Whether certain persons working as purported independent contractors or employees, are as they are claimed to be, is of ongoing contention in Australia (where the case of ZG Operations Australia Pty Ltd & Anor v. Jamsek & Ors is currently before the High Court).
Arrangements such as those of principal and independent contractor are typically entered into over an employment relationship for convenience and the benefit of not having to pay entitlements that an employer would be liable for. Recently, however, in Thomas and Naaz Pty Ltd v Chief Commissioner of State Revenue  NSWCATAD 259 (Thomas), it was held payments made by the operator of medical centres to doctors who operated out of the centres were liable for $795,292.95 in payroll tax.
Within the medical profession, it is commonplace for doctors to enter into what are known as contracts for service. These contracts provide for doctors to not be employees of medical practices, but to merely be an independent contractor who operates out of the practice’s rooms. In exchange for the use of the practice’s rooms and staff (where the practice typically performs invoicing, Medicare rebates, and the like on the doctor’s behalf), the doctor pays a fee to the practice. This recent decision draws this practice into question.
Within Thomas, Dr Thomas and Ms Naaz operated three medical centres, where doctors who wished to practice out of the centres would enter into a contract for service. These contracts provided the doctors with use of a centre’s staff and rooms in exchange for a service fee. Relevantly, the terms of the contracts entered into provided that payments from patients to doctor would occur by:
- The doctors would bulk bill clients;
- The doctors had the medical centre deal with Medicare to make Medicare claims on behalf of their patients;
- The funds received from billing and Medicare claims were placed into the account of the medical centre;
- Staff of the medical centre would account for the billed time and Medicare claims against funds received into the account; and
- From the funds received, the medical centre retained a percentage of such as a fee, and paid the rest to the doctor. It is this release of monies to the doctor which were subject to the tax liability claim.
Further, under these contracts:
- Doctors were obliged to work rostered shifts;
- Doctors were obliged to promote the interests of medical centres;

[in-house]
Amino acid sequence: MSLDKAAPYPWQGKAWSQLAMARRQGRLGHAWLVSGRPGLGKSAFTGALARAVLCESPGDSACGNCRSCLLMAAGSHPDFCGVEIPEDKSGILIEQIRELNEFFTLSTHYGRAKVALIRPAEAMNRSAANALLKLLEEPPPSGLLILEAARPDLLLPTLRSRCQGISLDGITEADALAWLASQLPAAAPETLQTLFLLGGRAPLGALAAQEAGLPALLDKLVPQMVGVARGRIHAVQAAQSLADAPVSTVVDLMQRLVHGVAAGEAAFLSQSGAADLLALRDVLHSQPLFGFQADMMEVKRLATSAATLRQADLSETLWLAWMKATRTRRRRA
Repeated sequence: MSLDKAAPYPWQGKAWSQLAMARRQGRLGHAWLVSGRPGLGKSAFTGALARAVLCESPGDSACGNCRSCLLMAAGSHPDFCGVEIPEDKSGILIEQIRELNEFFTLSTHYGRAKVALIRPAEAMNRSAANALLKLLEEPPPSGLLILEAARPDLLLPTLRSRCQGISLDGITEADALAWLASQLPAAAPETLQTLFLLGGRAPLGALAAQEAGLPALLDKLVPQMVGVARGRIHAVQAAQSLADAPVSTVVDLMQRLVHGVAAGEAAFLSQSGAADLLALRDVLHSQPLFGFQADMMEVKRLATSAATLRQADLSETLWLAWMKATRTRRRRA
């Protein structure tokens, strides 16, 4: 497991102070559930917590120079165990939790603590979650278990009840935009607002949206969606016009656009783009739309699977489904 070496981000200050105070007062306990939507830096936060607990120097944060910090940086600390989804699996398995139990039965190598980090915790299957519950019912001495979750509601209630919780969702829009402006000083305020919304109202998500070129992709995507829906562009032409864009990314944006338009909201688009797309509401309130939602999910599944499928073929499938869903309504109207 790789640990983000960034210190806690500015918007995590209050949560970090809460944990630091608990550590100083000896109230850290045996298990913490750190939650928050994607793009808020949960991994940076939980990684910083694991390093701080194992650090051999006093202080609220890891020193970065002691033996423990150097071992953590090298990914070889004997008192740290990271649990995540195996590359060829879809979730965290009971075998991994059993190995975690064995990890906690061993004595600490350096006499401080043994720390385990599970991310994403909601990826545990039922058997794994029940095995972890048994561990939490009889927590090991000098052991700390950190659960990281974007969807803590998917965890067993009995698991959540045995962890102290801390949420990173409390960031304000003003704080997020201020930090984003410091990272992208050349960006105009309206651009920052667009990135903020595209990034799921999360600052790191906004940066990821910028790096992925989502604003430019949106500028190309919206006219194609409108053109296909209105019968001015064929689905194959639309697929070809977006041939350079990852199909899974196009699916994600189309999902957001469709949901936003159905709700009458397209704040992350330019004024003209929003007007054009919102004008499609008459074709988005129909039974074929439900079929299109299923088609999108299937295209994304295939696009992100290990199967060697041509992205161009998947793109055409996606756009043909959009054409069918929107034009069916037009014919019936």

- Doctors were obliged to abide by policy and procedures of the medical centres;
- Doctors had restraints imposed on them;
- Doctors were obliged to inform the medical centre of unplanned absences;
- Doctors were obliged to provide at least 6 weeks’ notice of holidays;
- The amount of holidays that could be taken by the doctors was limited; and
- Leave required written requests and approval.
The question for the tribunal was whether the contracts were a ‘relevant contract’ under the provisions of the NSW Payroll Tax Act, which would create a tax liability for the payments made from the practice to the doctors, and if so, whether an exception applied to exclude the payments from tax liability.
Thomas sought to argue the contracts were not relevant contracts as services were provided by the doctors to patients, and further that if liability arose, an exception should arise as the doctors offered their services to the public at large, not just to/from the centre.
The Tribunal held, in light of the above obligations under the contracts, the contracts were relevant contracts as they were for the supply of services in relation to work, and thus a tax liability arose. The tribunal found the clauses of the contracts, and the nature of Thomas’ business, meant that the services provided by the doctors were provided not only to patients, but the centres themselves:
These clauses indicate that the Agreement secured the provision of the Services provided by the Doctors to the patients of applicant’s medical centres. In circumstances where such services were a necessary part of the applicant’s medical centre business, the Doctors provided them not only to the patients but also to the applicant.
The Tribunal did not consider the exception of the doctors offering services to the public generally, as it was held the centres required the services of the doctors for more than 180 days in a year. However, the Tribunal stated that they would not be prepared to accept an inference that such an exception would have arisen.
Thomas serves as a reminder for businesses who engage, or are themselves engaged by, contractors to ensure that their contracts for service are drafted appropriately to reflect a contractor arrangement, and not that of an employment or greater relationship. It was ultimately Thomas’ restrictive contracts that resulted in the finding that the arrangement on foot was more than a separate and distinct contractor relationship, and that Thomas’ business required the doctors’ services.
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The contents of this article are general in nature and is for information purposes only. The content of this article does not constitute legal advice and should not be used as such. Should you require assistance with a specific legal matter, it is recommended that you seek appropriate advice.
Authors Bradley Ellacott (Lawyer) and Nigel Saines (Principal).